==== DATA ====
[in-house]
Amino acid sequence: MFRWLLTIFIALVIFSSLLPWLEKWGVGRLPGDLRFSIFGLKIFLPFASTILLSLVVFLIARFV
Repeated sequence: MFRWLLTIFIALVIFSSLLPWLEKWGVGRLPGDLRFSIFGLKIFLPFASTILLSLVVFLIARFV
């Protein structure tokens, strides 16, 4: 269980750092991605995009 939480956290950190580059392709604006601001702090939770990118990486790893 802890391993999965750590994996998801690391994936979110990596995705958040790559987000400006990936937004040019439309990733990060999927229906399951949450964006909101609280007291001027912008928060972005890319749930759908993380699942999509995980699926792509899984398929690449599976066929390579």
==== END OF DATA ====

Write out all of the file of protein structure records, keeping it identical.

[in-house]
Amino acid sequence: MFRWLLTIFIALVIFSSLLPWLEKWGVGRLPGDLRFSIFGLKIFLPFASTILLSLVVFLIARFV
Repeated sequence: MFRWLLTIFIALVIFSSLLPWLEKWGVGRLPGDLRFSIFGLKIFLPFASTILLSLVVFLIARFV
């Protein structure tokens, strides 16, 4: 269980750092991605995009 939480956290950190580059392709604006601001702090939770990118990486790893 802890391993999965750590994996998801690391994936979110990596995705958040790559987000400006990936937004040019439309990733990060999927229906399951949450964006909101609280007291001027912008928060972005890319749930759908993380699942999509995980699926792509899984398929690449599976066929390579």